Question: "What is open theism?"
Answer: “Open theism,” also known as “openness theology,” the “openness of God,” and “free will theism,” is an attempt to explain the foreknowledge of God in relationship to the free will of man. The argument of open theism is essentially this: human beings are truly free; if God absolutely knew the future, human beings could not truly be free. Therefore, God does not know absolutely everything about the future. Open theism holds that the future is not knowable. Therefore, God knows everything that can be known, but He does not know the future.
Open theism bases these beliefs on Scripture passages which describe God "changing His mind" or "being surprised" or "seeming to gain knowledge" (Genesis 6:6; 22:12; Exodus 32:14; Jonah 3:10). In light of the many other Scriptures that declare God's knowledge of the future, these Scriptures should be understood as God describing Himself in ways that we can understand. God knows what our actions and decisions will be, but He "changes His mind" in regard to His actions based on our actions. God's disappointment at the wickedness of humanity does not mean He was not aware it would occur.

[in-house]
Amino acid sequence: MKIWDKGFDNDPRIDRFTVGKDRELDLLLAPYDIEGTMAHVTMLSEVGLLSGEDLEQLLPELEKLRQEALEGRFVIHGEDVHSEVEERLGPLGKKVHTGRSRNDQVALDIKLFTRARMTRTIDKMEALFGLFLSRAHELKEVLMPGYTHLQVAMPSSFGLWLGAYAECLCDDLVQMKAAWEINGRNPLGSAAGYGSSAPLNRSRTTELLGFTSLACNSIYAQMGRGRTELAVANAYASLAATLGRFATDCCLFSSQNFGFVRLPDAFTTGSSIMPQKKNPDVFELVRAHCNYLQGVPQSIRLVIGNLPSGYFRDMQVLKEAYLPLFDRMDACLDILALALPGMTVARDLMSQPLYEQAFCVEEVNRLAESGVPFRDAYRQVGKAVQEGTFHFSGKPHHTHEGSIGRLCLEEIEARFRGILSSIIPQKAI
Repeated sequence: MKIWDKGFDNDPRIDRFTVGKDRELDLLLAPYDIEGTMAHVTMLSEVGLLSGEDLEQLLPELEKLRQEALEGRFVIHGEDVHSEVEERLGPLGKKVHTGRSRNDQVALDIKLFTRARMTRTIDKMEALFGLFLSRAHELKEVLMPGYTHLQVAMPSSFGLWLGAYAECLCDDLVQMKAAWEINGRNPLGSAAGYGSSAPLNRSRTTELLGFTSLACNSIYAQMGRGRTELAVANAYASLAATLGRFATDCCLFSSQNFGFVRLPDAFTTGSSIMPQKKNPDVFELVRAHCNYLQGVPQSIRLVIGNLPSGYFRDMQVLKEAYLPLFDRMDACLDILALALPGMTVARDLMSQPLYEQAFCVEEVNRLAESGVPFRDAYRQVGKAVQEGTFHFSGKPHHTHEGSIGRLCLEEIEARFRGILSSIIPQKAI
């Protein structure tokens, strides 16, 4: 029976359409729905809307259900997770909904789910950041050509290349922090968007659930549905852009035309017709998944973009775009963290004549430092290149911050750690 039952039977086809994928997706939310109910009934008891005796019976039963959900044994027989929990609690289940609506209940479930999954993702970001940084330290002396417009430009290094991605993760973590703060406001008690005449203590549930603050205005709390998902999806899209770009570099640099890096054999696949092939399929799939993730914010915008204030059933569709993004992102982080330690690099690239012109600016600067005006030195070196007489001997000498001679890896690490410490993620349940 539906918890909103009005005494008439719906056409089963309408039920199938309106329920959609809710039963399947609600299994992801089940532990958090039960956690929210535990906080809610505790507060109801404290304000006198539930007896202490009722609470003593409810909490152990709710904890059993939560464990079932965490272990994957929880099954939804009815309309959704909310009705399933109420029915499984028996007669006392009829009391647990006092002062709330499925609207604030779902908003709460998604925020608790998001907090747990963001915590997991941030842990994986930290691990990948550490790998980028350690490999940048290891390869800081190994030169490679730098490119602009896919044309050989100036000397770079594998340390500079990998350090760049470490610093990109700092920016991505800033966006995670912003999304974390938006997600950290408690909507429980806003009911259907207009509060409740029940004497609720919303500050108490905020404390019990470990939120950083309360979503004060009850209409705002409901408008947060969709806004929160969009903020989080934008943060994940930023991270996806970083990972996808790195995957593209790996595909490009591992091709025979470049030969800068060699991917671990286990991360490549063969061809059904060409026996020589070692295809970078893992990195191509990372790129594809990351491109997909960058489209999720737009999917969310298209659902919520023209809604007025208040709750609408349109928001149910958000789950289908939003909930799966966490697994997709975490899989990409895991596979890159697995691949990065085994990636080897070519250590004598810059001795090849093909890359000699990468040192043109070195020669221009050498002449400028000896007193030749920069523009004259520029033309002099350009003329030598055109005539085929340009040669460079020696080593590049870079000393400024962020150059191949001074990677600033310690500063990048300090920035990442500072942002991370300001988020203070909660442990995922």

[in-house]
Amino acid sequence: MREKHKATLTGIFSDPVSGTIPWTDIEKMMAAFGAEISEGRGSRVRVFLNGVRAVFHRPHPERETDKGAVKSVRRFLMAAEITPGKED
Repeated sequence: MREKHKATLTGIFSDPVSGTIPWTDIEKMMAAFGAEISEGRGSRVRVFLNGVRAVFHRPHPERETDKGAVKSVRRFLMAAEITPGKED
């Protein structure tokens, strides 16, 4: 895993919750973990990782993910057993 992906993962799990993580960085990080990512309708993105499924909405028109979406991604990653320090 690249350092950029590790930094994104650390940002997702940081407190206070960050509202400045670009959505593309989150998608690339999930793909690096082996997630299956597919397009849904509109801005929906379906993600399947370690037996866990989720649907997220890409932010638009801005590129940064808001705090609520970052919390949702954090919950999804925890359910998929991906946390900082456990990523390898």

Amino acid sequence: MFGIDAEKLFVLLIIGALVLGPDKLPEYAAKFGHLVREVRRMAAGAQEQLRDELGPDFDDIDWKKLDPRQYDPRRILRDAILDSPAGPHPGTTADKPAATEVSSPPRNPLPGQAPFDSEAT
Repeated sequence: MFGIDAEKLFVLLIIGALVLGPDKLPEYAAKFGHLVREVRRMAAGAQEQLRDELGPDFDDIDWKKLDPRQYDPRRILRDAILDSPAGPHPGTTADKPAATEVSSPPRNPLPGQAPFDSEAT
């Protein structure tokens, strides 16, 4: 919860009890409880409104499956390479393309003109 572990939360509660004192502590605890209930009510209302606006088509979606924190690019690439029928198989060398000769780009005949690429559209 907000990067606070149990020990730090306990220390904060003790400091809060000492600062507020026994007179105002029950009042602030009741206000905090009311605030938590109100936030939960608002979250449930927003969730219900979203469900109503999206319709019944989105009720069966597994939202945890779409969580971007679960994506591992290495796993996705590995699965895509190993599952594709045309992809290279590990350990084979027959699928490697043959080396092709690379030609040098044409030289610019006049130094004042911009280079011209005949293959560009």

In contradiction to open theism, Psalm 139:4, 16 state, "Before a word is on my tongue you know it completely, O LORD...All the days ordained for me were written in your book before one of them came to be." How could God predict intricate details in the Old Testament about Jesus Christ if He does not know the future? How could God in any manner guarantee our eternal salvation if He does not know what the future holds?
Ultimately, open theism fails in that it attempts to explain the unexplainable"the relationship between God's foreknowledge and mankind's free will. Just as extreme forms of Calvinism fail in that they make human beings nothing more than pre-programmed robots, so open theism fails in that it rejects God's true omniscience and sovereignty. God must be understood through faith, for "without faith it is impossible to please God" (Hebrews 11:6a). Open theism is, therefore, not scriptural. It is simply another way for finite man to try to understand an infinite God. Open theism should be rejected by followers of Christ. While open theism is an explanation for the relationship between God's foreknowledge and human free will, it is not the biblical explanation.